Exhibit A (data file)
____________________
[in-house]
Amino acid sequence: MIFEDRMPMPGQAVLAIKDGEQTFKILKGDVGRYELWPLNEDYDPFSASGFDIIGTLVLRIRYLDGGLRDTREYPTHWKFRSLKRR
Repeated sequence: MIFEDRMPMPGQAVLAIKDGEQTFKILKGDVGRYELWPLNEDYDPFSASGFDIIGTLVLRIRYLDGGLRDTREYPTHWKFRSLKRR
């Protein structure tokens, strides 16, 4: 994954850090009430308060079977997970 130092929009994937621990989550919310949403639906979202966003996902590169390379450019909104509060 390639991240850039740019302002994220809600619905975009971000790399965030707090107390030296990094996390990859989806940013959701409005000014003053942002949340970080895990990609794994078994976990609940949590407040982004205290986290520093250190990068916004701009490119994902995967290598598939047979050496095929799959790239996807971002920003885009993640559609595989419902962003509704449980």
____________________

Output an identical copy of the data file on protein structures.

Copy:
[in-house]
Amino acid sequence: MIFEDRMPMPGQAVLAIKDGEQTFKILKGDVGRYELWPLNEDYDPFSASGFDIIGTLVLRIRYLDGGLRDTREYPTHWKFRSLKRR
Repeated sequence: MIFEDRMPMPGQAVLAIKDGEQTFKILKGDVGRYELWPLNEDYDPFSASGFDIIGTLVLRIRYLDGGLRDTREYPTHWKFRSLKRR
């Protein structure tokens, strides 16, 4: 994954850090009430308060079977997970 130092929009994937621990989550919310949403639906979202966003996902590169390379450019909104509060 390639991240850039740019302002994220809600619905975009971000790399965030707090107390030296990094996390990859989806940013959701409005000014003053942002949340970080895990990609794994078994976990609940949590407040982004205290986290520093250190990068916004701009490119994902995967290598598939047979050496095929799959790239996807971002920003885009993640559609595989419902962003509704449980």